Chaotic Sudan vote count 'vulnerable to manipulation'

Vote-counting after Sudan’s April elections was chaotic and open to manipulation, raising concerns over the accuracy of the results, an international observer mission said on Monday.

The five-day vote was Sudan’s first multiparty election in 24 years but was undermined by boycotts and claims of fraud by the opposition, and observer groups said the voting had failed to meet international standards.

“Sudan’s vote-tabulation process was highly chaotic, non-transparent and vulnerable to electoral manipulation,” the Carter Centre said.

“The centre is concerned about the accuracy of the preliminary results by the National Elections Commission [NEC],” the United States-based group said in a statement.

Sudanese President Omar Hassan al-Bashir, the only sitting head of state wanted for war crimes by the International Criminal Court, was confirmed in office by the vote.

Salva Kiir was re-elected president of the semi-autonomous south, which will vote in a referendum on independence early next year.

Although parliamentary results have not yet been fully released, al-Bashir’s ruling National Congress Party (NCP) and its allies look to have won most of the seats in the north.

Kiir’s Sudan People’s Liberation Movement (SPLM) saw sweeping wins in the south.

The few participating northern opposition parties said they only won two seats in the 450-seat national Parliament. The massive margins by which the NCP candidates won were evidence of fraud, they said. The NCP denies any irregularities, saying the opposition were weak and unprepared.

The southern opposition also complained of intimidation, harassment and manipulation of results, which Kiir promised to investigate.

Concern
The Carter Centre, led by former US president Jimmy Carter, deployed about 70 election observers.
It expressed concern that results systems with inbuilt security measures were bypassed during the counting.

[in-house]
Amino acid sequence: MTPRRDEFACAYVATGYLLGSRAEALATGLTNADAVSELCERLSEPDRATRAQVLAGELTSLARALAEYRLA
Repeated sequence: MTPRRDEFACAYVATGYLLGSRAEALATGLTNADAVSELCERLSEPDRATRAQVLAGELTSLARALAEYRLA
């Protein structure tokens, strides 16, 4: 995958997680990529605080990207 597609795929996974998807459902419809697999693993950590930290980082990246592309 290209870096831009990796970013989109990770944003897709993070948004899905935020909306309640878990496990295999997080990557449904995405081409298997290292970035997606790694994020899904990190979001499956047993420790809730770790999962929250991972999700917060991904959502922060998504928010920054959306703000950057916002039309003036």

“Observers reported officials tabulating results on loose sheets of paper and crudely constructed forms in most states,” it said. “The unplanned manual tabulation has undermined the accuracy of the results process.”

The Carter Centre said that in seven states its observers were stopped from witnessing the counting. It also noted numerous polling stations with 100% turnout, or where 100% of votes were cast for one candidate or one party, particularly in east and south Sudan.

In the south, al-Bashir fared badly, with just 1,6% of the vote in Warrap state. In the east, he got extremely high votes—up to 95,4% in Red Sea state.

The Carter Centre urged the National Elections Commission to review dubious results.

“Observers noted serious incidents of intimidation, arbitrary detention and violence against election management staff, party agents and citizens,” the statement said.

“The elections in Unity State suffered from large-scale intimidation, violence, flaws in administration, and indications of manipulation,” the statement said, adding this may have affected the overall result in the oil-producing state.

The Atlanta-based Carter Centre promotes human rights across the globe and has monitored elections in many countries.—Reuters

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